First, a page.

Tim Easton – You Don’t Really Know Me

Tim Easton – You Don’t Really Know Me

Tim Easton – You Don’t Really Know Me

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Nashville-based singer-songwriter Tim Easton is releasing his new album, “You Don’t Really Know Me”, tomorrow August 27th. It is no doubt some of his finest work, which is saying a lot for someone with a highly acclaimed 20-year career under his belt. It is also his most personal album. Although it seems trite to call it a recovery album, that is in essence what it is. Easton has recently suffered through a divorce and has gotten sober. So instead of characters that normally haunt his songs, we get a personal reflection. He still tells stories, but on “You Don’t Really Know Me” they are his stories. Easton recruited friends from the Nashville music scene for the record. Two of them were producers Tommy Scifres (Aaron Lee Tasjan) and Robin Eaton (Jill Sobule), who both also worked on Easton’s 1998 debut masterpiece “Special 20”. I find it interesting that he went back to his beginning to do a record about moving forward, but it obviously paid big dividends on the finished product.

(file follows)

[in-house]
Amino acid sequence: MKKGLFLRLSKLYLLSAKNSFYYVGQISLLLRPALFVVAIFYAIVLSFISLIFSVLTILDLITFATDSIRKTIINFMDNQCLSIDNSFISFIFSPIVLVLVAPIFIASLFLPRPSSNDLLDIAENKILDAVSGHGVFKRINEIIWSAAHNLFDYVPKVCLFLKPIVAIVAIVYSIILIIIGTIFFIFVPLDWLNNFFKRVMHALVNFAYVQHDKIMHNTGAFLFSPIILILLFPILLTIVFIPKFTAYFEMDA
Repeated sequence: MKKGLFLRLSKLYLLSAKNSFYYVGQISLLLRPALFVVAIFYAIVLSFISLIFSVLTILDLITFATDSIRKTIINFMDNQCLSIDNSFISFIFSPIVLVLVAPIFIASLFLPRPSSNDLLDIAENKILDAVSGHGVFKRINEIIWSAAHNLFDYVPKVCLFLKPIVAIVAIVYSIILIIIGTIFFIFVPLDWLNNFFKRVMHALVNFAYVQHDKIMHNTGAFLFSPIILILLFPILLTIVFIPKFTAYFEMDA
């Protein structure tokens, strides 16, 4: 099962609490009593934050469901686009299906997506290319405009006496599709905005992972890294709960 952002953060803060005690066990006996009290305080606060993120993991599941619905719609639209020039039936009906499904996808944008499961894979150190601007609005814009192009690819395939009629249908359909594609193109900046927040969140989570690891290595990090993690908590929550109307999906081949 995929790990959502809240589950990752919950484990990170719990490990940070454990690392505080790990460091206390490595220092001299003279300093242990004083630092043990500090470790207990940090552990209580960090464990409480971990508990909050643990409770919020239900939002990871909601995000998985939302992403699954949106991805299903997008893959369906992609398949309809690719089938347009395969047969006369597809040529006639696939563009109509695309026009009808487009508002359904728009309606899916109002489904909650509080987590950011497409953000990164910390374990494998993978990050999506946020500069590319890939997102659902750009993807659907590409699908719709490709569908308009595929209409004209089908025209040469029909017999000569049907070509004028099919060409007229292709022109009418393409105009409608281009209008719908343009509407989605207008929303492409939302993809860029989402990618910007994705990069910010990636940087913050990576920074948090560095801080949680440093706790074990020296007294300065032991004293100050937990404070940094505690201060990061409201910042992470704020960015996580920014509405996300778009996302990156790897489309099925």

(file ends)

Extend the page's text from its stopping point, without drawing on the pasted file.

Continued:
Easton’s songs are revitalized and strengthened on this release. The album has a live feel due to recording his vocals as the musicians played, instead of over-dubbing them in later. The title cut is a reflective song about his past acknowledging mistakes but also reminiscing. The song was originally intended to be a piano ballad but morphed into a Country-Rocker. This gives it an upbeat feel to some tough subject matter. The Dylanesque “Real Revolution” is powerful tune that lyrically is a sort of a confessional. It is not the type of revolution you would expect in these politically charged times. Keeping with the theme of the album, it is a revolution of the heart. Easton does stray from the theme of the record on two moving tracks, “Voice on the Radio” and “River Where Time was born”. The former is a tribute to John Prine. The latter is a tribute to Justin Townes Earle.

Tim Easton was Americana before the genre had been named. Indeed, he was a pioneer back in the days when we called it Alt-Country, helping define the category. Now, over 20 years and 10 albums later he is reborn on “You Don’t Really Know Me.”


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